The portrayal of homosexual people in sports is absolutely crucial to gaining equal rights as well as equal representation. Those in the mainstream culture cannot fathom the feeling of being minority and being targeted for that minority identity. Identity being something not easily, if at all, controlled. This is seen through the case of Candice Wiggins; if she did feel this alienation, it is not fair of her to accuse an entire class of people in her defense. It is also seen in the events of players coming out. It is especially important for active players to come out; they are most accessible to the people, have a greater platform, and show how acceptability among the community will not result in the worst-case scenario.
In terms of the greater evolution of gender and sexuality in sports and sports media, it would appear that gender has made greater progress. The advent of Title IX in education and equal pay indicate a move in general consensus of society towards normalized identities. While still infantilized with things like “girls” and “dolls” instead of respectful reference to names, the general population of women in sports are not seen as threatening to prevalent gender norms as they used to be and they are not considered non-human “its” as they used to be. Sexuality, on the other hand, in sports representation is still hidden. Male athletes do come out, but usually only after they retire, which is what makes Jason Collins’ announcement so important. The WNBA still deals with the characterization of these masculine females as lesbians. This difference stems from the identities themselves. Many see gender as a born-with characteristic. Sexuality is more seen as a choice, or at least a fluid, experimental choice. Therefore, social movements are easily to ascribe to if they are seen as common sense, with no real choice.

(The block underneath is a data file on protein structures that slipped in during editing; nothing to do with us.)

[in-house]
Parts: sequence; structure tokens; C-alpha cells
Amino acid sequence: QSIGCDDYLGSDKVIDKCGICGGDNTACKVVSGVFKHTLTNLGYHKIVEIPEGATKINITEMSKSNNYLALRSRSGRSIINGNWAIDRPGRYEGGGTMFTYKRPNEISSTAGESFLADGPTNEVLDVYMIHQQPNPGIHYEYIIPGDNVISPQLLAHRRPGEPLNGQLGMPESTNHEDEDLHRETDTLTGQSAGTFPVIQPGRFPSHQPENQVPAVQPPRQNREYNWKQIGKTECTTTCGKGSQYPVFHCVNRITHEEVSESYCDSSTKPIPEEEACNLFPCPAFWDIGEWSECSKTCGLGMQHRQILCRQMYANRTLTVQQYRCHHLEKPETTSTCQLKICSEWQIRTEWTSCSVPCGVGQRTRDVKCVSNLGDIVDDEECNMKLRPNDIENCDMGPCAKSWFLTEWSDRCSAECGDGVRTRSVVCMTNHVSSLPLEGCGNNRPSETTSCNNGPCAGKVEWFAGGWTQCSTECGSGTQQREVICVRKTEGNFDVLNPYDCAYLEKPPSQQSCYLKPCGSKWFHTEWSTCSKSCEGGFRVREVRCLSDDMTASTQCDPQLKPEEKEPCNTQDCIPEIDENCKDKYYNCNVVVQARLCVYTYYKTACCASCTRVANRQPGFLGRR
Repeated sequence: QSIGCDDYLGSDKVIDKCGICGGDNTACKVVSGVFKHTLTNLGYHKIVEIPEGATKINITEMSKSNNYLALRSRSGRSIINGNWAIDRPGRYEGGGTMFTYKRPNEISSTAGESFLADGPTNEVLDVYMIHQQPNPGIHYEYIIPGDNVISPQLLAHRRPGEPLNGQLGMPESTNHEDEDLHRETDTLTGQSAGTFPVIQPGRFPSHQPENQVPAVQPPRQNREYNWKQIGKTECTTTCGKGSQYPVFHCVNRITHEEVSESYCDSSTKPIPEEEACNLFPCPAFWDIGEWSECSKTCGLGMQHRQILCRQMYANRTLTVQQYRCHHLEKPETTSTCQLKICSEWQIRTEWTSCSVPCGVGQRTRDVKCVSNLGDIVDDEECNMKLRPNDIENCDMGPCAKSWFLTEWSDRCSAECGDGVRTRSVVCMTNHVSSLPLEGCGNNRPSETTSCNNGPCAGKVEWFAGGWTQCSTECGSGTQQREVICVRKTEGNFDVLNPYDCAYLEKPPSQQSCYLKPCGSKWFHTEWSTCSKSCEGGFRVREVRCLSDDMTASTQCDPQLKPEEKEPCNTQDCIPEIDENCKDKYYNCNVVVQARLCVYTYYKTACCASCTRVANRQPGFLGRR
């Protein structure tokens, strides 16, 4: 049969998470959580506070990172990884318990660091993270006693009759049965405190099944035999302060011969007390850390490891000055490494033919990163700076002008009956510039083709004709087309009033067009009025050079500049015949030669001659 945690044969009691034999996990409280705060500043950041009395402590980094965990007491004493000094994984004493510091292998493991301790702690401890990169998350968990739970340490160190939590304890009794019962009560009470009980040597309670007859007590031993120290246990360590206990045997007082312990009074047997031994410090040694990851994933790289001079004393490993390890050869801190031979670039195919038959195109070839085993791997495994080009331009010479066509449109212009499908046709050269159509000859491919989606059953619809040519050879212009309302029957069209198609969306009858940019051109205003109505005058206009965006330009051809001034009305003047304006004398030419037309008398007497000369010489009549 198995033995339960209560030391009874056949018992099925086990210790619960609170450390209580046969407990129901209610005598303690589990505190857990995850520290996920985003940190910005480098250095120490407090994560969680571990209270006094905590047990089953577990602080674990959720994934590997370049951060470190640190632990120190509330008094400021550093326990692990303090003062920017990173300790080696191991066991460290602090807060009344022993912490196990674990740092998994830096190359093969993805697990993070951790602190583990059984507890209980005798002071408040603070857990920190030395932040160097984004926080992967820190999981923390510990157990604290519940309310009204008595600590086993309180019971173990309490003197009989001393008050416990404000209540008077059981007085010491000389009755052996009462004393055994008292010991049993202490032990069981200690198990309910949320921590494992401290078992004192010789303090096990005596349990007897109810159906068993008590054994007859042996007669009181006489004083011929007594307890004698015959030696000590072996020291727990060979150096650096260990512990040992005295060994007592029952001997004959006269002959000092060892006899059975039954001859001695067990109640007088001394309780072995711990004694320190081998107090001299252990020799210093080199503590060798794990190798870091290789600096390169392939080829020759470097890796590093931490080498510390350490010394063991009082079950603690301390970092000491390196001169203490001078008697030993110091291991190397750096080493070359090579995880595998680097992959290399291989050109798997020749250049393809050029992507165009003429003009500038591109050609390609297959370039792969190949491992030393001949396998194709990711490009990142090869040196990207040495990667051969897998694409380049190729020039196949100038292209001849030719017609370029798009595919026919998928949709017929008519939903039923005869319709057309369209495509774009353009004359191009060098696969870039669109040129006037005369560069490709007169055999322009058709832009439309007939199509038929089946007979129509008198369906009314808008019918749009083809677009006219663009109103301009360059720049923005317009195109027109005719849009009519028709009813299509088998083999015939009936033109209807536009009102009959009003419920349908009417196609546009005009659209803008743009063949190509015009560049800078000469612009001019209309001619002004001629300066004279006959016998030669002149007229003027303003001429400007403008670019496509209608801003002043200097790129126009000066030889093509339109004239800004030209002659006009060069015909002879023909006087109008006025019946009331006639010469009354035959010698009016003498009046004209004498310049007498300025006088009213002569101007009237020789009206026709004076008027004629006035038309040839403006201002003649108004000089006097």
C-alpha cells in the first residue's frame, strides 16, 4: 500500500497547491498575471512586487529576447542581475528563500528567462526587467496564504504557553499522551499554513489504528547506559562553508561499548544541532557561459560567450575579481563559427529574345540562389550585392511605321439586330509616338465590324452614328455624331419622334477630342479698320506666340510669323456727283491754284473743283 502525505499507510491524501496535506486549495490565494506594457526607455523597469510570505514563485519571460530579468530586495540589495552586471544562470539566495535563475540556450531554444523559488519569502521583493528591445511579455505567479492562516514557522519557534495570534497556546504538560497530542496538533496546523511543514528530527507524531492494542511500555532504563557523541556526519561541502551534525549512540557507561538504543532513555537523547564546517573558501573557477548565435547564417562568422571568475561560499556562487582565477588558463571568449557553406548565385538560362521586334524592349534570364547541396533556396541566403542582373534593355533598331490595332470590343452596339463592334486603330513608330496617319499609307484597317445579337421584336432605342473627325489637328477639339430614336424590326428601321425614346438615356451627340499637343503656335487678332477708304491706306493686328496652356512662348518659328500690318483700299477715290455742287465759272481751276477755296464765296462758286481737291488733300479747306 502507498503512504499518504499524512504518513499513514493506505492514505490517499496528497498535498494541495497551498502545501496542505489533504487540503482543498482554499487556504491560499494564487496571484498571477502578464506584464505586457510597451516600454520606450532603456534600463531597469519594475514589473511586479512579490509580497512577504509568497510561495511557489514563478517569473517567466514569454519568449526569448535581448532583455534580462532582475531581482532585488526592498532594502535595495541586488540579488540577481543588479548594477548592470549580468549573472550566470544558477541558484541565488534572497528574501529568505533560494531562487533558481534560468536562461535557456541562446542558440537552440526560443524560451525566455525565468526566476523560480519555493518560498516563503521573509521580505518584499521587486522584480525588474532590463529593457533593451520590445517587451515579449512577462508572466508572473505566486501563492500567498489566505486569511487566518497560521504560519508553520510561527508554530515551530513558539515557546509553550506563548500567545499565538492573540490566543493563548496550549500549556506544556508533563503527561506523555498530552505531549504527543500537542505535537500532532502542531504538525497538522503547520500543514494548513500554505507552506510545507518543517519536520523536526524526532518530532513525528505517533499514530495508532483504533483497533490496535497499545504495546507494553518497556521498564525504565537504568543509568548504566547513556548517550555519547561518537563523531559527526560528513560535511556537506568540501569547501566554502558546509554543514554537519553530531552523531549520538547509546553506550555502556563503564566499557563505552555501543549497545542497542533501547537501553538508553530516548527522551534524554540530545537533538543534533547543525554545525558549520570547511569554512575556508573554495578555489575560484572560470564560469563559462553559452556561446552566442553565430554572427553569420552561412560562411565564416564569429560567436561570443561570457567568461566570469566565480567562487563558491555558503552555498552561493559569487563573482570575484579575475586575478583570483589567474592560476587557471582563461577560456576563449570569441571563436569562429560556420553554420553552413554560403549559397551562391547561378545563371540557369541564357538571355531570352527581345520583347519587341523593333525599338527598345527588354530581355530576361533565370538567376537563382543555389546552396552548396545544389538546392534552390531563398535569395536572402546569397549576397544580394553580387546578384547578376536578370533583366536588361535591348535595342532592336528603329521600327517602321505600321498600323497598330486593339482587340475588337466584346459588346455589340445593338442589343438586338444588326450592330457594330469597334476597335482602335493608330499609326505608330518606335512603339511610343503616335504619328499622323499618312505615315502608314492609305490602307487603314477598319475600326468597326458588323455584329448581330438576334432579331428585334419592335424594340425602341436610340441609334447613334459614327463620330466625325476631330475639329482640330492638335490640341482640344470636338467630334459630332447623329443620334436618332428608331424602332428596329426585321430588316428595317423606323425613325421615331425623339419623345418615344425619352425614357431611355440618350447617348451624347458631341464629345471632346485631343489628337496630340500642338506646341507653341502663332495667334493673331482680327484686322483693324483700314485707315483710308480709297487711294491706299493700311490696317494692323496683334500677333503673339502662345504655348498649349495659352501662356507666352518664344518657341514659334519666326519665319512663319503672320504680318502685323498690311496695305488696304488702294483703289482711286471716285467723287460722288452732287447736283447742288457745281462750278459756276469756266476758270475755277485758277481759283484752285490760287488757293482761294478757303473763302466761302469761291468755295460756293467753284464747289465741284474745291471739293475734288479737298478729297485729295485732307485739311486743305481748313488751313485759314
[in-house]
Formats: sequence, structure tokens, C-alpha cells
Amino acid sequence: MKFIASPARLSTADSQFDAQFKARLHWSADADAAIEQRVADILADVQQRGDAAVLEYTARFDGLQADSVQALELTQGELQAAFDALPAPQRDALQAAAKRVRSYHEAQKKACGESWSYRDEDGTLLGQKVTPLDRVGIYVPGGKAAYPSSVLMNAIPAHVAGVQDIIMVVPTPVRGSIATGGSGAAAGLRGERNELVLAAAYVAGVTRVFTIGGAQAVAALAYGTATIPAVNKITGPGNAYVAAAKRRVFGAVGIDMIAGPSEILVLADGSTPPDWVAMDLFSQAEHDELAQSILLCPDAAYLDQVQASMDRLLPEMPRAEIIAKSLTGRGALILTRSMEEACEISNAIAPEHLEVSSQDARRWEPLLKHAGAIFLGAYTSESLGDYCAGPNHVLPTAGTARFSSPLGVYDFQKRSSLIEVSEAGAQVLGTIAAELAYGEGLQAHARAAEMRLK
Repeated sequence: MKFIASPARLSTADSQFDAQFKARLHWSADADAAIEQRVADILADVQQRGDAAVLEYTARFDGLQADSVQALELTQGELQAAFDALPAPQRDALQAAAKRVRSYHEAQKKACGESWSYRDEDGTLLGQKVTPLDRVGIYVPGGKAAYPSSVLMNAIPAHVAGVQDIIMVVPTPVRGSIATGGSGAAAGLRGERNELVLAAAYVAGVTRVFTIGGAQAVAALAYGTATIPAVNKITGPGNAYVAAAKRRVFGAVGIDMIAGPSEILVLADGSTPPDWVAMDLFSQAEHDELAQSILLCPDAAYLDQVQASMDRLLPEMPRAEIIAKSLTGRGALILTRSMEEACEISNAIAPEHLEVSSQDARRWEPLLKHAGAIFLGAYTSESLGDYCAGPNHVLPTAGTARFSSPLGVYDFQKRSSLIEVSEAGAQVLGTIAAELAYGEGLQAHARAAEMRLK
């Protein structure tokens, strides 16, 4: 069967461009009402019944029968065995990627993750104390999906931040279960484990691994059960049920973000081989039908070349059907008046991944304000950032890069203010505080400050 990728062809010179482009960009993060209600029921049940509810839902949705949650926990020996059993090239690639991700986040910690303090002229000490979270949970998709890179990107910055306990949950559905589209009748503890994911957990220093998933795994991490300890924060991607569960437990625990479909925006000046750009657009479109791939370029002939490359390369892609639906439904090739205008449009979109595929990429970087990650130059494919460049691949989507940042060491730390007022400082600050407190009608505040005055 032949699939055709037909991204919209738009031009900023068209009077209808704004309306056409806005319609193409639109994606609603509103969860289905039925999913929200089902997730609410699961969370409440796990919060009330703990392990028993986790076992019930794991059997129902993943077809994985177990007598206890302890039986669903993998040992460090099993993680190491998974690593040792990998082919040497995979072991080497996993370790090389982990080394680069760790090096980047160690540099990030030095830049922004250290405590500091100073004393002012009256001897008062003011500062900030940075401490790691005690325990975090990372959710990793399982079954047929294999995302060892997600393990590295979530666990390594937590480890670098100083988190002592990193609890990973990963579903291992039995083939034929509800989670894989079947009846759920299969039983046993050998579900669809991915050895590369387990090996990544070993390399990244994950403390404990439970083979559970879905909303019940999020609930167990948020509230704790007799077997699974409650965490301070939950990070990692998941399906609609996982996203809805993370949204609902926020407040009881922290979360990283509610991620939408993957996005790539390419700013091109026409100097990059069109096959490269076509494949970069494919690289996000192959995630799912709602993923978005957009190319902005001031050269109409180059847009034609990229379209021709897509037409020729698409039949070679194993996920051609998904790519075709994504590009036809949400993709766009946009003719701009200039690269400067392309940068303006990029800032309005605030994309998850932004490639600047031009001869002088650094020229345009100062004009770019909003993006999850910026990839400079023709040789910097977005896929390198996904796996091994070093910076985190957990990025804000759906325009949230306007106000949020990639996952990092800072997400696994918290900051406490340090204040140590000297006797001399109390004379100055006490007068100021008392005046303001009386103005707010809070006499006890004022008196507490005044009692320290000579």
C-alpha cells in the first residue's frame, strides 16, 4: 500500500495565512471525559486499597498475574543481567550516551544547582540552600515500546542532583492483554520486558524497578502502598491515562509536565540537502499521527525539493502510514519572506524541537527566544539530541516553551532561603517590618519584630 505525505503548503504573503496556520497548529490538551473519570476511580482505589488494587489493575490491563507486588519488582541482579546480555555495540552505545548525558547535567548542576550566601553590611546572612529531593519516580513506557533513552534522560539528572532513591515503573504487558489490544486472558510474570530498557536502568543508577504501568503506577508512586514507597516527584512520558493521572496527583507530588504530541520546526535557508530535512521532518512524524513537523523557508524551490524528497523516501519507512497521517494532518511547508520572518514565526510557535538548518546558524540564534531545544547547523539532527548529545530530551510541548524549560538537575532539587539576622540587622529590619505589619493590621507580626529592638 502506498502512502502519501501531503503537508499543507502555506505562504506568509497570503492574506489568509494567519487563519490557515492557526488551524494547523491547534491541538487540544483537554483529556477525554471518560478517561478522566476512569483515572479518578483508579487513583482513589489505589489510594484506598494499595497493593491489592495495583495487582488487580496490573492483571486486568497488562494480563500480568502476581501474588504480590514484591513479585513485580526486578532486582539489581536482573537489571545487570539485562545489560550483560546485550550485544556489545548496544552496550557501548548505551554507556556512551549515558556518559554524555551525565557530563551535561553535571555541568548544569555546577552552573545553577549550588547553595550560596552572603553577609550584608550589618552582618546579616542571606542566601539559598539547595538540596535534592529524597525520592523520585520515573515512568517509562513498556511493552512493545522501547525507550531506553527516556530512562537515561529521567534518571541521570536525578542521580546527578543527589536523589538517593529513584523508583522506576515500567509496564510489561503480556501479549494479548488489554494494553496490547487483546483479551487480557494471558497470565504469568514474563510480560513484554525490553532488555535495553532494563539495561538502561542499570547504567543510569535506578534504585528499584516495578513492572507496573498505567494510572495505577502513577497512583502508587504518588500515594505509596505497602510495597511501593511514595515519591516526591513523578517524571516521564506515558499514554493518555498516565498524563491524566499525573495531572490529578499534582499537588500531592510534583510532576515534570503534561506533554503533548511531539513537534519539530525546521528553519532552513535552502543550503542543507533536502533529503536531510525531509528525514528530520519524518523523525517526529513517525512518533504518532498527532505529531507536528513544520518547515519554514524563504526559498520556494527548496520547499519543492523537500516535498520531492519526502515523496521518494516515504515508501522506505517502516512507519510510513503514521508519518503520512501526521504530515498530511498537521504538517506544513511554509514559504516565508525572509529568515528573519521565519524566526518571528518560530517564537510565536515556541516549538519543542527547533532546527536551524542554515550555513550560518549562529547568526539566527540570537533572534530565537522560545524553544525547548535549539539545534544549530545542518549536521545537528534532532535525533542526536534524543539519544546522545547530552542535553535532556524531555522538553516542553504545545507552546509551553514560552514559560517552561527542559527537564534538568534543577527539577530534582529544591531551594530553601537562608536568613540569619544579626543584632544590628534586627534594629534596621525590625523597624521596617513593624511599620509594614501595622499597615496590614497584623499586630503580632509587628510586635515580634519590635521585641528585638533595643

Information and quotes on Billie Jean King and the Battle of the Sexes came from Susan Ware’s book Game, Set, Match.
Information and quotes on Babe Didrikson Zaharias came from Susan Cayleff’s book, Babe: The Life and Legend of Babe Didrikson Zaharias.
Information on Caster Semenya came from Stephanie Young’s article “Running like a Man, Sitting Like a Girl”.
Information on Glenn Burke came from Sarah Kaplan’s article “The trial’s of baseball’s first openly gay player, Glenn Burke, 4 decades ago”.